is always a bit of an adventure. It's easy to forget you are still in the good old US of A, rather than a Key West . Caribbean Island
I am in the Keys at the behest of AAA of the
Carolinas for a travel piece. I am one of five journalists in the care of a PR liaison for the Keys.
We typically think of getting from
to Florida City as just one straight road -- and it is -- but there is an alternate route from Key West to Florida City Key Largo, the first of the Keys. It's Card Sound Road, a toll road. It costs all of one buck. Be sure and get a receipt!
What makes the toll well worth the money is a detour into Alabama Jack's. A biker bar, it's a craphole of the first order. However, the conch fritters are excellent and the snapper fingers fresh and succulent.
Because this is one of those very rare occasions when I'm not at the helm, I washed all this fresh seafood down with an ice-cold
. Ah…the Keys…. Corona
I must admit there isn't much to look at on Card Sound Rd. You know the
Gulf of Mexico is to your right and the Atlantic to your left, but that's only because you catch brief glimpses of one or the other through the dense Everglade-like foliage that surrounds you on either side of the two-lane road.
Breaking out into
Key Largo, we were rewarded with views of the obligatory gas stations, T-shirt shops and fast-food restaurants that dominate the commerce of the Keys.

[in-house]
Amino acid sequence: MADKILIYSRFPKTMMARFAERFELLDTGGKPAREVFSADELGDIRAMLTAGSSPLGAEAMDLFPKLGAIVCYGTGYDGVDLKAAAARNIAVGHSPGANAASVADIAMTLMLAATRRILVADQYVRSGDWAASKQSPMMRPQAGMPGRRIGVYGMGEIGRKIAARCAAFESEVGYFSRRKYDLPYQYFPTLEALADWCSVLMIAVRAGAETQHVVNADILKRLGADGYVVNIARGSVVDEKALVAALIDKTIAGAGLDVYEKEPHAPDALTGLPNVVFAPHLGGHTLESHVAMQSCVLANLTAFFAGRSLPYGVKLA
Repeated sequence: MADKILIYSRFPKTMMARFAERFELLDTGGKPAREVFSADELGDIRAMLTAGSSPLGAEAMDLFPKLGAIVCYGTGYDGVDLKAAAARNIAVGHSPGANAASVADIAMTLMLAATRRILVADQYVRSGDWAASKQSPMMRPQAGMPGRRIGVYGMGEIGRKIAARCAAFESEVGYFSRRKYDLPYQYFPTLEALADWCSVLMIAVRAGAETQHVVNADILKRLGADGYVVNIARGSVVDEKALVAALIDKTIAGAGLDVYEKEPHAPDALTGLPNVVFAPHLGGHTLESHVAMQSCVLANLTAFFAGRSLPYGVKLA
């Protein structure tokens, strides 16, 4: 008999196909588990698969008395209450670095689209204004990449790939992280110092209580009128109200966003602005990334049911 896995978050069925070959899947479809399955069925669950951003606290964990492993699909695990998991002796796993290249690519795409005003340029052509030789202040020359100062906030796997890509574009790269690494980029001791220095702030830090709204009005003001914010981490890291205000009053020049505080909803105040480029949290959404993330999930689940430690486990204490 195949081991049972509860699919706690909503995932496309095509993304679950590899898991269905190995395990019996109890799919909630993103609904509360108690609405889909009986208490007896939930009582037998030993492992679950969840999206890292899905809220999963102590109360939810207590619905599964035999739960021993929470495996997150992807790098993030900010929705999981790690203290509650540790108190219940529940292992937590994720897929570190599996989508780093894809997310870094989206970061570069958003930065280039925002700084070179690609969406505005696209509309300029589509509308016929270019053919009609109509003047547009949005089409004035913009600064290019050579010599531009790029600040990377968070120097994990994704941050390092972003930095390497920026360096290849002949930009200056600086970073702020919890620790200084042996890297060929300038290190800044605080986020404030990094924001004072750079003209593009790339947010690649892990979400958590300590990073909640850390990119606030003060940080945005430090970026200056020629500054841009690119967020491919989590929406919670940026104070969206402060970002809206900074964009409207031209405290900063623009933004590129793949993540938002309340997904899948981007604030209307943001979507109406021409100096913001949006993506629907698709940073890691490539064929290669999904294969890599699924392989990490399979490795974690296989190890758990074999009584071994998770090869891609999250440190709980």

We put in a cameo at Key Largo Chocolates. This is a freshly minted small business specializing in homemade candies. The key lime white chocolate is a treat. Donning hair nets, we toured the making process, sipped on some wine and wolfed down some candy. The owners wholesaled candy to businesses in the Keys for years before launching this retail store just two months ago. It's worth the stop.
I thought my ship had come in when we arrived at the chocolate joint and the promotional RV for Pusser's Rum was parked in front of it. Introducing myself to the driver, I had visions of a case of Pusser's, or at least a bottle, dancing in my head. Alas, I wound up with an airplane bottle of it instead, but who am I to complain?
We caught the sunset at the Kona Kai Resort and Gallery. This 11-room resort is cozy and picturesque. Offering an ideal view of the sunset no matter the time of year, Kona Kai is also a botanical garden. Tours are offered by a certified ethnobotonist. Apparently ethnobotony is some sort of new discipline defining the relationship between humans and plants. Don't ask me; I just heard of it on Monday.
Then it was dinner at the Islamorada Fish Company after checking into the Pines & Palms Resort. Yes, I can see the
Atlantic from the lounge chair on my unit's front porch.
I'm off on another day of sightseeing and eating.
Work, work, work….